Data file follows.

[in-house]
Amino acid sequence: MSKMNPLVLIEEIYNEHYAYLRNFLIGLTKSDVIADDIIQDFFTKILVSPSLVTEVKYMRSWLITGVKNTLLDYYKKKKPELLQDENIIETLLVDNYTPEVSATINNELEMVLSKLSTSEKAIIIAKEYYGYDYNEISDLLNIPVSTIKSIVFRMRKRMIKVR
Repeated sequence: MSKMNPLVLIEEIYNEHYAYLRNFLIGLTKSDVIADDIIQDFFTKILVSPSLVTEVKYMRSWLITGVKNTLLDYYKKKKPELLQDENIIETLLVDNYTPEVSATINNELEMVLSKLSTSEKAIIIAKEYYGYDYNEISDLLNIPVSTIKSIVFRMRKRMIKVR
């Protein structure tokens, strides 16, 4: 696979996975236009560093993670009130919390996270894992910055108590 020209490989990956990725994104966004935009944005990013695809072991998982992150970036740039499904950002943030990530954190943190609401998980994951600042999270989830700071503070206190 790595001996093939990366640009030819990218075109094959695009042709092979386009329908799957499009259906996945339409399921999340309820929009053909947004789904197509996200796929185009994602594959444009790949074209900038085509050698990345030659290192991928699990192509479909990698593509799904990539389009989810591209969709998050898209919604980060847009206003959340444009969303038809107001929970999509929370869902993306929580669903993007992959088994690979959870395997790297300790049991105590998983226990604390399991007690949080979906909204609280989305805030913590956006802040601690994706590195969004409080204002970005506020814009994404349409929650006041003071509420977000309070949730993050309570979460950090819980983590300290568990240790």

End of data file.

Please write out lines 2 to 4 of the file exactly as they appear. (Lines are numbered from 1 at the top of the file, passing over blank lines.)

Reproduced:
Amino acid sequence: MSKMNPLVLIEEIYNEHYAYLRNFLIGLTKSDVIADDIIQDFFTKILVSPSLVTEVKYMRSWLITGVKNTLLDYYKKKKPELLQDENIIETLLVDNYTPEVSATINNELEMVLSKLSTSEKAIIIAKEYYGYDYNEISDLLNIPVSTIKSIVFRMRKRMIKVR
Repeated sequence: MSKMNPLVLIEEIYNEHYAYLRNFLIGLTKSDVIADDIIQDFFTKILVSPSLVTEVKYMRSWLITGVKNTLLDYYKKKKPELLQDENIIETLLVDNYTPEVSATINNELEMVLSKLSTSEKAIIIAKEYYGYDYNEISDLLNIPVSTIKSIVFRMRKRMIKVR
């Protein structure tokens, strides 16, 4: 696979996975236009560093993670009130919390996270894992910055108590 020209490989990956990725994104966004935009944005990013695809072991998982992150970036740039499904950002943030990530954190943190609401998980994951600042999270989830700071503070206190 790595001996093939990366640009030819990218075109094959695009042709092979386009329908799957499009259906996945339409399921999340309820929009053909947004789904197509996200796929185009994602594959444009790949074209900038085509050698990345030659290192991928699990192509479909990698593509799904990539389009989810591209969709998050898209919604980060847009206003959340444009969303038809107001929970999509929370869902993306929580669903993007992959088994690979959870395997790297300790049991105590998983226990604390399991007690949080979906909204609280989305805030913590956006802040601690994706590195969004409080204002970005506020814009994404349409929650006041003071509420977000309070949730993050309570979460950090819980983590300290568990240790």